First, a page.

Transition to Independence: The Madrone School

“I don’t think I could have done it by myself,” says founder & executive director of the Madrone School, Lindsey McGrew. In fact, when she talks about starting the Madrone School -an affordable, specialized alternative to public school for children with autism. Lindsey uses the word “we” a lot, about her team, her family, and her advisors.

It all started with her and husband Kris’s oldest son, Grady, a thriving 10 year old student of the school. When he was two years old, Lindsey mentioned her worry around autism to her pediatrician, who disagreed with Lindsey’s queries. One year later, Lindsey insisted to her doctor that Grady was showing signs of autism, but her doctor again disagreed. The family started having to fight to get support for their son, including a diagnosis that would help him receive services. When Grady became school-aged, they applied to private schools, but didn’t get accepted based on their health insurance. Grady was enrolled in public school, where he was unable to meet goals due to lack of support. They tried changing school districts, but to no avail. So Lindsey took action: she started an advisory board to explore building a school where children with autism could get the assistance that they needed.

Lindsey opened The Madrone School on January 3rd, 2017 offering therapeutic and educational services, utilizing “ABA therapy” focusing on positive behaviors, that has allowed students to thrive through behavior therapy, speech therapy and academics. “We researched intensive ABA therapy – and what a difference that makes in having jobs, friends…it makes a huge impact on these kids as adults. I personally see such a big difference in these kids.” Focusing on 1-on-1 support and transition to independence seems to really work. “It’s a challenge to find the services our kids deserve” says Lindsey. So she became part of the solution.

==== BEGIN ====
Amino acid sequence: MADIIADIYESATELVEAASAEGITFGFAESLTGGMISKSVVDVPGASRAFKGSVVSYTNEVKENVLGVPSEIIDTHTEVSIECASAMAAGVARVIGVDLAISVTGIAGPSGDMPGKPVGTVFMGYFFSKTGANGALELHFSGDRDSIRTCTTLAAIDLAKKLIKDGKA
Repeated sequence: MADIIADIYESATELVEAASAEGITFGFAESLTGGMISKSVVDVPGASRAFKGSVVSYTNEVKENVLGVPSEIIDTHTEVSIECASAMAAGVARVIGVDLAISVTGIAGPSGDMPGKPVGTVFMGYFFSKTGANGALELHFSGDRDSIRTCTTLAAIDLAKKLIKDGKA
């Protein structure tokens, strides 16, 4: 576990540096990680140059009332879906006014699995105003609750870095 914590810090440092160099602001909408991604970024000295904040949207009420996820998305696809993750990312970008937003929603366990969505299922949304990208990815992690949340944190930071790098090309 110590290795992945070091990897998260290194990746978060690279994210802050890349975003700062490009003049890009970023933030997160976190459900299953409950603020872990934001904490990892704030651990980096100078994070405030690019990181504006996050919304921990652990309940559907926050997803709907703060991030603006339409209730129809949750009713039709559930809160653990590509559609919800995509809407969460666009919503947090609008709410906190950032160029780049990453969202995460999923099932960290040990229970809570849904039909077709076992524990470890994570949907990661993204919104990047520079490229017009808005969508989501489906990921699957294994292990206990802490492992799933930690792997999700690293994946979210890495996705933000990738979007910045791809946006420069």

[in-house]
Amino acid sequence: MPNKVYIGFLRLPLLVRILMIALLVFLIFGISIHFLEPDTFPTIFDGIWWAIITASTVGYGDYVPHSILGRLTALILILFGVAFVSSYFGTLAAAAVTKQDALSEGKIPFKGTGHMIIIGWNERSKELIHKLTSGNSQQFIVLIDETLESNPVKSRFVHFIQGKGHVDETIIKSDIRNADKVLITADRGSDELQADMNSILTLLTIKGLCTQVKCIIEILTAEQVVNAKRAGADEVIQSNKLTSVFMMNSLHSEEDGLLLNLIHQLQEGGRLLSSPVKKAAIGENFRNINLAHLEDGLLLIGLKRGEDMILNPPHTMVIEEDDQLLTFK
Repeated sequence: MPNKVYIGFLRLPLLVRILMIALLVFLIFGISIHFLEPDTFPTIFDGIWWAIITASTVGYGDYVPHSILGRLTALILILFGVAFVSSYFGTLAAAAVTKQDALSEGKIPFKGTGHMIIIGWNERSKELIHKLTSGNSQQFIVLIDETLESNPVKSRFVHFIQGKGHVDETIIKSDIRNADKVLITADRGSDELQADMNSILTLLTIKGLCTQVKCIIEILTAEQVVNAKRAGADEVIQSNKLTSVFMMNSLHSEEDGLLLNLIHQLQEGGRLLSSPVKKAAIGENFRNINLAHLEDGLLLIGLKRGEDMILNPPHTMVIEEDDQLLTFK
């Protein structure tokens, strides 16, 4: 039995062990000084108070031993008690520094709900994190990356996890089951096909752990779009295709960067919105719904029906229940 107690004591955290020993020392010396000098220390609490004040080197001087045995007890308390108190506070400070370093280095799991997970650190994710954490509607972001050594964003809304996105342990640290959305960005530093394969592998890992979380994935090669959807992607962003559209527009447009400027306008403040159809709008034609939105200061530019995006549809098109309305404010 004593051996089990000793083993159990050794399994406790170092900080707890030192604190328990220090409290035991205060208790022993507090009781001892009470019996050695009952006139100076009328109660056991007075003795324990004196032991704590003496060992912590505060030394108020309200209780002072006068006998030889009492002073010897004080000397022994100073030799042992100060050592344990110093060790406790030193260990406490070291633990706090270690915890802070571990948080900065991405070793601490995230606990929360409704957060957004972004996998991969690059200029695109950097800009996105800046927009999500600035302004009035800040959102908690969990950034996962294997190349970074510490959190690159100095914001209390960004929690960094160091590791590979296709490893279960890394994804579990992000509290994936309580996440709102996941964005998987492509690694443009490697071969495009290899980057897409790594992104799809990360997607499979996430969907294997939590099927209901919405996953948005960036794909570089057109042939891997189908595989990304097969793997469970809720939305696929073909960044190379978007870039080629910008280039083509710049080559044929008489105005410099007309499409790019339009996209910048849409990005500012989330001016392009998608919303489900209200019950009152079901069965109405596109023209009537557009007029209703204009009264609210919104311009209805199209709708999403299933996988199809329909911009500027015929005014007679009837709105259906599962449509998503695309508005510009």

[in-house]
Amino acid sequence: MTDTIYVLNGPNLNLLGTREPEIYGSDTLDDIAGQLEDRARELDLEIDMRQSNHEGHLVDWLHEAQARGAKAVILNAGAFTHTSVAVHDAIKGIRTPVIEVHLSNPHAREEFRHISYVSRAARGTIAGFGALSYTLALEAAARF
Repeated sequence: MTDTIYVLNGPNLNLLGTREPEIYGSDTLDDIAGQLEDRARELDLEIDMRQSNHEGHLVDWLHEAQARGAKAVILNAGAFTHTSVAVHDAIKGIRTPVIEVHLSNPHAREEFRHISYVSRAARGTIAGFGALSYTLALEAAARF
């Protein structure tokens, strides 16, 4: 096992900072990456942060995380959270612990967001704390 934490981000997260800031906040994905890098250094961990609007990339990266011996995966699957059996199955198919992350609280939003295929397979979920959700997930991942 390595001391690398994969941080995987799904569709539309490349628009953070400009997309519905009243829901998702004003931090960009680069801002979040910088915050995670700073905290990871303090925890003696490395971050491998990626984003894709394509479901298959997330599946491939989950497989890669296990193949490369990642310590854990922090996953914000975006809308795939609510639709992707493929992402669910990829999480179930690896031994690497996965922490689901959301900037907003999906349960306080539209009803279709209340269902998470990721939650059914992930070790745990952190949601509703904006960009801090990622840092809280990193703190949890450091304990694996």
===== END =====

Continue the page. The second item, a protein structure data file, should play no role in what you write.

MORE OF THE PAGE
Lindsey is learning how to navigate owning a nonprofit school, but doesn’t go it alone: she does it all with the support of her family, her advisory board, Business Impact NW, her current Masters in Business Administration work at Seattle University, and even finding resources like 501 Commons for questions that arise. “We were the first nonprofit to win [Seattle University’s] business competition in a very long time,” she shares. That was a huge experience for her; not just winning, but competing for recognition for her business plan. “Talking in front of people helped me grow and be well rounded.” It helped the school, too. That’s where she met a lot of supportive people, and built the relationships that served as a vital piece of her success. Since she started exploring starting her own school, she has never been alone in the journey. From mentors to advisors to professors and community connections, the public has supported The Madrone School in a huge way. Today, Lindsey keeps a full time and growing staff of ten employees, and a goal of serving 15 students by the fall.

To read more, volunteer or support The Madrone School and its programs, please visit their website at www.themadroneschool.org

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1 thought on “Transition to Independence: The Madrone School

  1. Shen Wang - September 20, 2018

    I read the intro and impressed.
    I have a child of autism and interested coming to Madrone.
    I’m interested learning about the special educational programs.
    Having ABA therapists and BCBA supervision’s are wonderful model.

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